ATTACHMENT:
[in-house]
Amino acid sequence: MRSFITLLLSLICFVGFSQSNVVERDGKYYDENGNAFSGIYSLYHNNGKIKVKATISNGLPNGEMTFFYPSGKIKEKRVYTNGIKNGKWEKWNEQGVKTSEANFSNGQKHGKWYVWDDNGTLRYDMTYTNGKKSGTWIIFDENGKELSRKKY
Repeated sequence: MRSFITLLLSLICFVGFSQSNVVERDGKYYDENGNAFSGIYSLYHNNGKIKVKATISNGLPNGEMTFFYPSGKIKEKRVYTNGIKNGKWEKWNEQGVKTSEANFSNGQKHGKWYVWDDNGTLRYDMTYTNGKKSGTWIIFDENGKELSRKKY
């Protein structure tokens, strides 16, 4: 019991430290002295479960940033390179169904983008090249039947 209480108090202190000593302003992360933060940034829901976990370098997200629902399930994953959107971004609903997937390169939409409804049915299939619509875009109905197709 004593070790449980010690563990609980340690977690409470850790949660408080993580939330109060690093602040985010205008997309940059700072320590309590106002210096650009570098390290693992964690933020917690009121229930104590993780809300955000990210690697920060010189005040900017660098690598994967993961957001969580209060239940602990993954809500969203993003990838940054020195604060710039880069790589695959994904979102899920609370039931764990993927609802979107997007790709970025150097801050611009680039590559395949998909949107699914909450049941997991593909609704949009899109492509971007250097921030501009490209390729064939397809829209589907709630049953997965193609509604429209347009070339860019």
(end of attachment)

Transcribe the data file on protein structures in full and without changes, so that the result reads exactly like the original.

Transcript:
[in-house]
Amino acid sequence: MRSFITLLLSLICFVGFSQSNVVERDGKYYDENGNAFSGIYSLYHNNGKIKVKATISNGLPNGEMTFFYPSGKIKEKRVYTNGIKNGKWEKWNEQGVKTSEANFSNGQKHGKWYVWDDNGTLRYDMTYTNGKKSGTWIIFDENGKELSRKKY
Repeated sequence: MRSFITLLLSLICFVGFSQSNVVERDGKYYDENGNAFSGIYSLYHNNGKIKVKATISNGLPNGEMTFFYPSGKIKEKRVYTNGIKNGKWEKWNEQGVKTSEANFSNGQKHGKWYVWDDNGTLRYDMTYTNGKKSGTWIIFDENGKELSRKKY
């Protein structure tokens, strides 16, 4: 019991430290002295479960940033390179169904983008090249039947 209480108090202190000593302003992360933060940034829901976990370098997200629902399930994953959107971004609903997937390169939409409804049915299939619509875009109905197709 004593070790449980010690563990609980340690977690409470850790949660408080993580939330109060690093602040985010205008997309940059700072320590309590106002210096650009570098390290693992964690933020917690009121229930104590993780809300955000990210690697920060010189005040900017660098690598994967993961957001969580209060239940602990993954809500969203993003990838940054020195604060710039880069790589695959994904979102899920609370039931764990993927609802979107997007790709970025150097801050611009680039590559395949998909949107699914909450049941997991593909609704949009899109492509971007250097921030501009490209390729064939397809829209589907709630049953997965193609509604429209347009070339860019």